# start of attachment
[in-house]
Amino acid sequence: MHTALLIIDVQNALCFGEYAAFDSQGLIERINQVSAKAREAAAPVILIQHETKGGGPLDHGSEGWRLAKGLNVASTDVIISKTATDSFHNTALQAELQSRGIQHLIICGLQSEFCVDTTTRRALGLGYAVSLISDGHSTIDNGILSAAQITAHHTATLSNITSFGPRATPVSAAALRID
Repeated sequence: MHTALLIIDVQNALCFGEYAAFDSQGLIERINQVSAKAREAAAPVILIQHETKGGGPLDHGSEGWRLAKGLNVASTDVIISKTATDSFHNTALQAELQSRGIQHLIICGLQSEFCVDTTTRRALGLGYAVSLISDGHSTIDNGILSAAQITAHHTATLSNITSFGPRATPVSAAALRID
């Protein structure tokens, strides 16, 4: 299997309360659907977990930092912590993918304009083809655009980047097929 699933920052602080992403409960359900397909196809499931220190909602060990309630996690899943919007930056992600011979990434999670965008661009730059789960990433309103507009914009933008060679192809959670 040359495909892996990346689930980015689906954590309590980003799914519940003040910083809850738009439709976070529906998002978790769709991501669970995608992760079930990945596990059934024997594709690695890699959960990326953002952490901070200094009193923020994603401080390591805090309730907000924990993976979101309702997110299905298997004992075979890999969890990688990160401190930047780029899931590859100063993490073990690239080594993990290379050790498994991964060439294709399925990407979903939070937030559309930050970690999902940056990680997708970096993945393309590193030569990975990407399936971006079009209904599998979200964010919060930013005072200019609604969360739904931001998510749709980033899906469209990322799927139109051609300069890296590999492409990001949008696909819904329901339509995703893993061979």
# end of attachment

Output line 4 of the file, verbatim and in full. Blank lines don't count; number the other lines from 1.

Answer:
């Protein structure tokens, strides 16, 4: 299997309360659907977990930092912590993918304009083809655009980047097929 699933920052602080992403409960359900397909196809499931220190909602060990309630996690899943919007930056992600011979990434999670965008661009730059789960990433309103507009914009933008060679192809959670 040359495909892996990346689930980015689906954590309590980003799914519940003040910083809850738009439709976070529906998002978790769709991501669970995608992760079930990945596990059934024997594709690695890699959960990326953002952490901070200094009193923020994603401080390591805090309730907000924990993976979101309702997110299905298997004992075979890999969890990688990160401190930047780029899931590859100063993490073990690239080594993990290379050790498994991964060439294709399925990407979903939070937030559309930050970690999902940056990680997708970096993945393309590193030569990975990407399936971006079009209904599998979200964010919060930013005072200019609604969360739904931001998510749709980033899906469209990322799927139109051609300069890296590999492409990001949008696909819904329901339509995703893993061979």